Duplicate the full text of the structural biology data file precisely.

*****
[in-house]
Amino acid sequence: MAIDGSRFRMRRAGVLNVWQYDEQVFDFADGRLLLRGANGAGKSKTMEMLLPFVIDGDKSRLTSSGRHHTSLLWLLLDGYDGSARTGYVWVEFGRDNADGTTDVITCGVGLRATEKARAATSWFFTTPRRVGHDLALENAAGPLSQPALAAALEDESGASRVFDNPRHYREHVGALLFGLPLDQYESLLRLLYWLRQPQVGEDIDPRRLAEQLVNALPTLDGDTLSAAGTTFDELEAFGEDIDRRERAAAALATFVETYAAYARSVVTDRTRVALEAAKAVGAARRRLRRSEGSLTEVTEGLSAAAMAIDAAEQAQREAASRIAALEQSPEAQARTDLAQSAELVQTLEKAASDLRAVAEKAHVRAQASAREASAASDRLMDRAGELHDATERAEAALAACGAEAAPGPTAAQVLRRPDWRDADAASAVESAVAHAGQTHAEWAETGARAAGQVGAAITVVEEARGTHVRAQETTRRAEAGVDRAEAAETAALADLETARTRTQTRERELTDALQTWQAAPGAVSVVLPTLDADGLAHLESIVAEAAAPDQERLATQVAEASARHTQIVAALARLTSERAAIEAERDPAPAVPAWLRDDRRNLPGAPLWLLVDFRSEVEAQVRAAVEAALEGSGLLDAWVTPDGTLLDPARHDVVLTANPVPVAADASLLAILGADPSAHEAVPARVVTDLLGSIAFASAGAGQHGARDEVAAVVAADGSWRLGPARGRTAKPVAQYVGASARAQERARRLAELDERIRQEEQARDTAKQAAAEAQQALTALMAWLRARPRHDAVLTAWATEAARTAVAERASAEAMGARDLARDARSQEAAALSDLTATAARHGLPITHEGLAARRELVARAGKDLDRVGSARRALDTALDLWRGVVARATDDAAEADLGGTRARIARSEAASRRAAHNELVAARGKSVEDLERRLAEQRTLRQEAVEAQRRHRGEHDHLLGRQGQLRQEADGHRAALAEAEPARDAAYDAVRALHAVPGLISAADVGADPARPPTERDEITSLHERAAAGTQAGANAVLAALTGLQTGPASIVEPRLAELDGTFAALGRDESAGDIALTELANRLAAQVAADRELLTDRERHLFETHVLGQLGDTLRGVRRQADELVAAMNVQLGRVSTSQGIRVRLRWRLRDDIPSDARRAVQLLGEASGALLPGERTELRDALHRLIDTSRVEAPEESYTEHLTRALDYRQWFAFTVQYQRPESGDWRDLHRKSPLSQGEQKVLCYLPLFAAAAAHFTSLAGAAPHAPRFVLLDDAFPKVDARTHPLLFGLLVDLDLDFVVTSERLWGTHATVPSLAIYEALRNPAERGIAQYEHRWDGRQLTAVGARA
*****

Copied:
[in-house]
Amino acid sequence: MAIDGSRFRMRRAGVLNVWQYDEQVFDFADGRLLLRGANGAGKSKTMEMLLPFVIDGDKSRLTSSGRHHTSLLWLLLDGYDGSARTGYVWVEFGRDNADGTTDVITCGVGLRATEKARAATSWFFTTPRRVGHDLALENAAGPLSQPALAAALEDESGASRVFDNPRHYREHVGALLFGLPLDQYESLLRLLYWLRQPQVGEDIDPRRLAEQLVNALPTLDGDTLSAAGTTFDELEAFGEDIDRRERAAAALATFVETYAAYARSVVTDRTRVALEAAKAVGAARRRLRRSEGSLTEVTEGLSAAAMAIDAAEQAQREAASRIAALEQSPEAQARTDLAQSAELVQTLEKAASDLRAVAEKAHVRAQASAREASAASDRLMDRAGELHDATERAEAALAACGAEAAPGPTAAQVLRRPDWRDADAASAVESAVAHAGQTHAEWAETGARAAGQVGAAITVVEEARGTHVRAQETTRRAEAGVDRAEAAETAALADLETARTRTQTRERELTDALQTWQAAPGAVSVVLPTLDADGLAHLESIVAEAAAPDQERLATQVAEASARHTQIVAALARLTSERAAIEAERDPAPAVPAWLRDDRRNLPGAPLWLLVDFRSEVEAQVRAAVEAALEGSGLLDAWVTPDGTLLDPARHDVVLTANPVPVAADASLLAILGADPSAHEAVPARVVTDLLGSIAFASAGAGQHGARDEVAAVVAADGSWRLGPARGRTAKPVAQYVGASARAQERARRLAELDERIRQEEQARDTAKQAAAEAQQALTALMAWLRARPRHDAVLTAWATEAARTAVAERASAEAMGARDLARDARSQEAAALSDLTATAARHGLPITHEGLAARRELVARAGKDLDRVGSARRALDTALDLWRGVVARATDDAAEADLGGTRARIARSEAASRRAAHNELVAARGKSVEDLERRLAEQRTLRQEAVEAQRRHRGEHDHLLGRQGQLRQEADGHRAALAEAEPARDAAYDAVRALHAVPGLISAADVGADPARPPTERDEITSLHERAAAGTQAGANAVLAALTGLQTGPASIVEPRLAELDGTFAALGRDESAGDIALTELANRLAAQVAADRELLTDRERHLFETHVLGQLGDTLRGVRRQADELVAAMNVQLGRVSTSQGIRVRLRWRLRDDIPSDARRAVQLLGEASGALLPGERTELRDALHRLIDTSRVEAPEESYTEHLTRALDYRQWFAFTVQYQRPESGDWRDLHRKSPLSQGEQKVLCYLPLFAAAAAHFTSLAGAAPHAPRFVLLDDAFPKVDARTHPLLFGLLVDLDLDFVVTSERLWGTHATVPSLAIYEALRNPAERGIAQYEHRWDGRQLTAVGARA